A. Taking long-term Valganciclovir
B. Sexual abstinence to avoid re-infection
C. Interferon alpha
D. Do nothing
E. Can’t prevent it.

A. Taking long-term Valganciclovir


Despite using Vanganciclovir, a patient with CMV retinitis gets worse. Now what?
A. Start Valacyclovir because it has better drug activity.
B. Add I.V. Ig because patient is lacking cytotoxic Ab
C. Start Foscarnet b/c it doesn’t require viral phosphorylation
D. IV acyclovir
E. Remove the eyeball

C. Start Foscarnet b/c it doesn’t require viral phosphorylation


What is a possible cause for a severe case of CMV retinitis?
A. cyclic neutropenia
B. Bruton’s agammaglobulinemia
C. NK cell deficiency
D.IL-12 deficiency
E. T cell defiency

E. T cell defiency

This patient has HIV> particularly because of this infection he could be classified as having AIDS (CMV retinitis is an AIDS-defining condition)
-Transmission of HIV is easier if CMV disease has damaged the integrity of the mucosal barrier, allowing easier transmission of HIV from this guy’s wife.


18 y.o. Swiss college student with fever, “cold symptoms”, broke out with a rash all over her body. Complains also of cough.
Which of the following are not a cause of fever and rash in the US?
A. Parvovirus B19
B. Variola
C. HSV-6
D. Measles
E. West Nile Virus

B. Variola

You think it’s Variola, better call the CDC.
-heads up though, West Nile CAN cause a rash


How to best make a definitive diagnosis of measles?
A. biopsy of lesion to visual cellular inclusions
B. Igm serology
C. DFA of ulcer material looking for viral Ag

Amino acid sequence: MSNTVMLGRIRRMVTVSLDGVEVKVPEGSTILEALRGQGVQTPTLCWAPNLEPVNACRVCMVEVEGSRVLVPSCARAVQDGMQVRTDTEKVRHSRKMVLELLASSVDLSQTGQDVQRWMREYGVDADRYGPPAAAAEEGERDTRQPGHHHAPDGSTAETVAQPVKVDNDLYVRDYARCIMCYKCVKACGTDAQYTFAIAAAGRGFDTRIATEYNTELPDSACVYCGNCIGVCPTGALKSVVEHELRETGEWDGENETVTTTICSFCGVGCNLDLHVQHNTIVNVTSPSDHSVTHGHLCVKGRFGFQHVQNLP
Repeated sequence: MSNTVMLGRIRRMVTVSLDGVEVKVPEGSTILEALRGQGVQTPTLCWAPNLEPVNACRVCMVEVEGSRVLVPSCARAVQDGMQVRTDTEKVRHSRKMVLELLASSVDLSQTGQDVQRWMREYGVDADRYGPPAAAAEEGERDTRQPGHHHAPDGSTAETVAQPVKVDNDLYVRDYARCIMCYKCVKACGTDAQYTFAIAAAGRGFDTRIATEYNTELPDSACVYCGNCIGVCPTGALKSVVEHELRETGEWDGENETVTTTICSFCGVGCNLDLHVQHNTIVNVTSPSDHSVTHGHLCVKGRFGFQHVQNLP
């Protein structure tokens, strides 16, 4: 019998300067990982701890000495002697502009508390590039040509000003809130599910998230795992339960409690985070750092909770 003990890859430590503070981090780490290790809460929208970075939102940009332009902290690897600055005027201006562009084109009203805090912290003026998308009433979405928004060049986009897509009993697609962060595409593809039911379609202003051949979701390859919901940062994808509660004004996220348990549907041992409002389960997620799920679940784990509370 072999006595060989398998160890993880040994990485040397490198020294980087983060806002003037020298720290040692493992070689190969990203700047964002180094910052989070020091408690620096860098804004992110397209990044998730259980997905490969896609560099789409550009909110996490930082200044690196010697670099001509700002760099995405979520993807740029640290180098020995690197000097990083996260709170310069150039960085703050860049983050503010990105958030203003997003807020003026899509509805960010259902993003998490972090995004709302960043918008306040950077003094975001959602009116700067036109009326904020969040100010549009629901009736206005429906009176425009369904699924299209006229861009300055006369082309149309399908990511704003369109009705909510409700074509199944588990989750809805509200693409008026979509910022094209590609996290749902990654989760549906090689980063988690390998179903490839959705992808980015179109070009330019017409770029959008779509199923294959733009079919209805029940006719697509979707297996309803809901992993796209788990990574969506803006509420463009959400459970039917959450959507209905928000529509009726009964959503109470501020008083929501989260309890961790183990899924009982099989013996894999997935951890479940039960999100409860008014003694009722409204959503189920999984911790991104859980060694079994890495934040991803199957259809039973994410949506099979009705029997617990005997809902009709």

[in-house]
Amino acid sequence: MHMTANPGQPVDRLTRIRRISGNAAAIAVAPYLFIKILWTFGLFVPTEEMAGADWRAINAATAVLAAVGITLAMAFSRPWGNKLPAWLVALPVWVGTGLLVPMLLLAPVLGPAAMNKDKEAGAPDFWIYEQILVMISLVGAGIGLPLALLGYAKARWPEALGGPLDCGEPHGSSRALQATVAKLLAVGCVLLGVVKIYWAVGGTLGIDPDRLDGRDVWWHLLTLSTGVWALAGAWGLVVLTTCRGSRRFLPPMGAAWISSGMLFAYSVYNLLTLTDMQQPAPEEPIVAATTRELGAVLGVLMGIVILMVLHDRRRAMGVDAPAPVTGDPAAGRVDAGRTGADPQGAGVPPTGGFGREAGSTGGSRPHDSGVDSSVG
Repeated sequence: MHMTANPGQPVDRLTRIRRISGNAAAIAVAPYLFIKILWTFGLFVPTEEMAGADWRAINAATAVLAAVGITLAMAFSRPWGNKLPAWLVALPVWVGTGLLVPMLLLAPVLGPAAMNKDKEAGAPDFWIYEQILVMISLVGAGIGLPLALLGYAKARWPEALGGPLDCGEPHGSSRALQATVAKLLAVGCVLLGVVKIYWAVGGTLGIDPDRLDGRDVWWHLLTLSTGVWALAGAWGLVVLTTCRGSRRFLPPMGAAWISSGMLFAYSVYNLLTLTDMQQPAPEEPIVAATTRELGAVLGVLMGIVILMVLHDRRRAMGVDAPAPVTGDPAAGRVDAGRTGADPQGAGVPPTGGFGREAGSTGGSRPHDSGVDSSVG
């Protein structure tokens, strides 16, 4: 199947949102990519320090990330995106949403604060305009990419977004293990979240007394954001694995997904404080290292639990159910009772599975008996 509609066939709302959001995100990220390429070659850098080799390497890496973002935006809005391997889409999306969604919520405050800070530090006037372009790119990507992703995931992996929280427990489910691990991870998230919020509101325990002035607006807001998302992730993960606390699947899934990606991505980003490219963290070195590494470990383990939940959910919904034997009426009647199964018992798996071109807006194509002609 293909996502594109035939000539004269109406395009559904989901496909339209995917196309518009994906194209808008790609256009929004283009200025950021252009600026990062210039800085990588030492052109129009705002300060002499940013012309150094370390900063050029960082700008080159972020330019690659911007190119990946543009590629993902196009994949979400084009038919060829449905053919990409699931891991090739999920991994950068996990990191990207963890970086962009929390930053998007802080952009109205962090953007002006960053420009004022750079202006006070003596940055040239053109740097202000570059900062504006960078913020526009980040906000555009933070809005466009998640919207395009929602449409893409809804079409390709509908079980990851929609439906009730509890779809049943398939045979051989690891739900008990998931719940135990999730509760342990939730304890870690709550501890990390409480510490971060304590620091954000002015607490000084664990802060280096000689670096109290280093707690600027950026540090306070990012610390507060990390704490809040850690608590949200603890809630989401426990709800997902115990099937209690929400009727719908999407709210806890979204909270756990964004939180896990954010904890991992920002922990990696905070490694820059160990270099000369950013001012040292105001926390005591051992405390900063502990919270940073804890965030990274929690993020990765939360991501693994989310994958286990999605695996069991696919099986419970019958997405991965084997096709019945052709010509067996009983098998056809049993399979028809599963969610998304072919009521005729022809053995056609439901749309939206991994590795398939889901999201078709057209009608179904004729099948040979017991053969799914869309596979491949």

D. Geisma stain of buccal scraping
E. Empiric therapy with anti-viral therapy to see if patient has a response.

B. Igm serology
Measles- look for confluent, macular rash associated with fever and cold-like illness.
-in mouth, see macular lesions.


How do patients contract Measles?
A. Airborne transmission from someone with viral infection prior to rash presentation
B. Droplet transmission from someone infected, but after their rash is gone.
C. Contact transmission from someone with mucosal virus without symptoms
D. Bloodborne
E. Foodborne.

A. Airborne transmission from someone with viral infection prior to rash presentation

Once rash is gone, you are no longer infectious.
You are, however, contagious prior to developing a rash.


How is measles treated?
A.Interferon alpha and ribavirin
B. Famciclovir
C. Fimantidine
D. Supportive care
E. I.V. Ig against virus

D. Supportive care


How is Measles transmission prevented?
A. I.V. Ig against virus
B. Vaccination with killed virus
C. Vaccination with live attenuated virus
D. Abstinence from sharing food
E. Excellent hand hygeine

C. Vaccination with live attenuated virus

Killed vaccine was tried first, but didn’t work very well- vaccinated individuals were developing weird, atypical measles presentations.
-Vaccine used now is LIVE, so immunocompromised individuals are susceptible to disease.


How can a patient who has had measles prevent another episode of this infection?
A. Do nothing- he has immunity from prior infection
B. Avoid infected individuals in the future
C. Can’t avoid it.
D. Take long-term I.V. Ig against virus
E. Interferon alpha

A. Do nothing- he has immunity from prior infection


What is the most likely cause of a SEVERE measles infection?
A. Cyclic neutropenia
B. Agammaglobulinemia
C. IL-12 deficiency
D. T cell deficiency
E. Malnutrition

E. Malnutrition

Malnutrition: Vitamin A deficiency is associated with deaths associated with measles


84 y.o. woman lives in assisted living facility presents with five day increasing dyspnea, low-grade fever, nausea and vomiting. Acute respiratory distress occurs associated with hypoxia. CTX- diffuse bilateral lower lobe infiltrate- pneumonia. What is most common VIRAL cause of severe pneumonia in the US?
B. Adenovirus
C. Influenza
D. Rhinovirus

C. Influenza

Flu is most common, followed by adenovirus.
-Rhinovirus is limited to upper respiratory tract.


How do you differentiate between Infleunza and adenovirus-associated pneumonias, and make a definitive diagnosis?